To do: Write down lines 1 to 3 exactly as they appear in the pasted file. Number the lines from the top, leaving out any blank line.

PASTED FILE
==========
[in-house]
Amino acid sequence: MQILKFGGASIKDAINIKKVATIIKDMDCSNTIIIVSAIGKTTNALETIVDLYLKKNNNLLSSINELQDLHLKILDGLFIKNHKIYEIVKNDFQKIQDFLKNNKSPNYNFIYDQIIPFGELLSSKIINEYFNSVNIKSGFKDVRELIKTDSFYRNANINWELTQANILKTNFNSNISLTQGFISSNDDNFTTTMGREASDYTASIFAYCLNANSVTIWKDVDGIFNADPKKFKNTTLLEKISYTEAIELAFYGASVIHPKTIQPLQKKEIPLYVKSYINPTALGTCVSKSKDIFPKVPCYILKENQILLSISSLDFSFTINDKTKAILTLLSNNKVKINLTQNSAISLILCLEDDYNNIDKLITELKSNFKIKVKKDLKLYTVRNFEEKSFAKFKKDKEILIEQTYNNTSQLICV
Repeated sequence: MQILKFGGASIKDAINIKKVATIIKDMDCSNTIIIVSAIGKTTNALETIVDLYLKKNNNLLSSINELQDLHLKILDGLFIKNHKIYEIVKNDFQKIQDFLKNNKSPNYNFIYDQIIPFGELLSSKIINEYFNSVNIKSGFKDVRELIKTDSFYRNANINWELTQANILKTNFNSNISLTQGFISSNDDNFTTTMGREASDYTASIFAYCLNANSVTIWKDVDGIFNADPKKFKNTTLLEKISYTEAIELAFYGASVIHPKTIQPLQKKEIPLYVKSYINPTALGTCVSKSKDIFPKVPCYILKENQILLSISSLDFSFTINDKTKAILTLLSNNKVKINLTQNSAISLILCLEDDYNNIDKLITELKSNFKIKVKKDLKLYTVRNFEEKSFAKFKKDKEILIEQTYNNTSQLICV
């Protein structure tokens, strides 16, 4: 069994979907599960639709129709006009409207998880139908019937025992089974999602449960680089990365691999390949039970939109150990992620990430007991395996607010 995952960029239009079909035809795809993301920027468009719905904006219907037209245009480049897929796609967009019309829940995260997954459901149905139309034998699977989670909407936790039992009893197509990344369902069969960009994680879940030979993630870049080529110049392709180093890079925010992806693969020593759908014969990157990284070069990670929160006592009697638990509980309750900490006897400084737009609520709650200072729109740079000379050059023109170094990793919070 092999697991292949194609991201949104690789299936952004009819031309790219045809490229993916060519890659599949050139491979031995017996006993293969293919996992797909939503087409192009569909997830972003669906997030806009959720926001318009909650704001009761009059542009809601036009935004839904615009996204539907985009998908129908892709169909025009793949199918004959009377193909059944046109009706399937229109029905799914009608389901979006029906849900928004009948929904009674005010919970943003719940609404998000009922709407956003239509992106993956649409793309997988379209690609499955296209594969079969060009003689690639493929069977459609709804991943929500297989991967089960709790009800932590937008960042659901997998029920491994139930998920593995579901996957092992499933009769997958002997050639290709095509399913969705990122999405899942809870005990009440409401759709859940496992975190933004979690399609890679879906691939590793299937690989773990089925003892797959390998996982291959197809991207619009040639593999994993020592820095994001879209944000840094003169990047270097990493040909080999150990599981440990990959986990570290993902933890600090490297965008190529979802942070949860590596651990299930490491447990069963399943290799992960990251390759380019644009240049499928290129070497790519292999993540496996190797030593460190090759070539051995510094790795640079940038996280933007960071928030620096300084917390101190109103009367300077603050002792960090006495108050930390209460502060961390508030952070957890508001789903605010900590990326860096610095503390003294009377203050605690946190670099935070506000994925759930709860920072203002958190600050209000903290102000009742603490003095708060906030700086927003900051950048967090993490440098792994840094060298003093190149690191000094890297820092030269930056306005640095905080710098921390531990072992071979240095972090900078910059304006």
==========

[in-house]
Amino acid sequence: MQILKFGGASIKDAINIKKVATIIKDMDCSNTIIIVSAIGKTTNALETIVDLYLKKNNNLLSSINELQDLHLKILDGLFIKNHKIYEIVKNDFQKIQDFLKNNKSPNYNFIYDQIIPFGELLSSKIINEYFNSVNIKSGFKDVRELIKTDSFYRNANINWELTQANILKTNFNSNISLTQGFISSNDDNFTTTMGREASDYTASIFAYCLNANSVTIWKDVDGIFNADPKKFKNTTLLEKISYTEAIELAFYGASVIHPKTIQPLQKKEIPLYVKSYINPTALGTCVSKSKDIFPKVPCYILKENQILLSISSLDFSFTINDKTKAILTLLSNNKVKINLTQNSAISLILCLEDDYNNIDKLITELKSNFKIKVKKDLKLYTVRNFEEKSFAKFKKDKEILIEQTYNNTSQLICV
Repeated sequence: MQILKFGGASIKDAINIKKVATIIKDMDCSNTIIIVSAIGKTTNALETIVDLYLKKNNNLLSSINELQDLHLKILDGLFIKNHKIYEIVKNDFQKIQDFLKNNKSPNYNFIYDQIIPFGELLSSKIINEYFNSVNIKSGFKDVRELIKTDSFYRNANINWELTQANILKTNFNSNISLTQGFISSNDDNFTTTMGREASDYTASIFAYCLNANSVTIWKDVDGIFNADPKKFKNTTLLEKISYTEAIELAFYGASVIHPKTIQPLQKKEIPLYVKSYINPTALGTCVSKSKDIFPKVPCYILKENQILLSISSLDFSFTINDKTKAILTLLSNNKVKINLTQNSAISLILCLEDDYNNIDKLITELKSNFKIKVKKDLKLYTVRNFEEKSFAKFKKDKEILIEQTYNNTSQLICV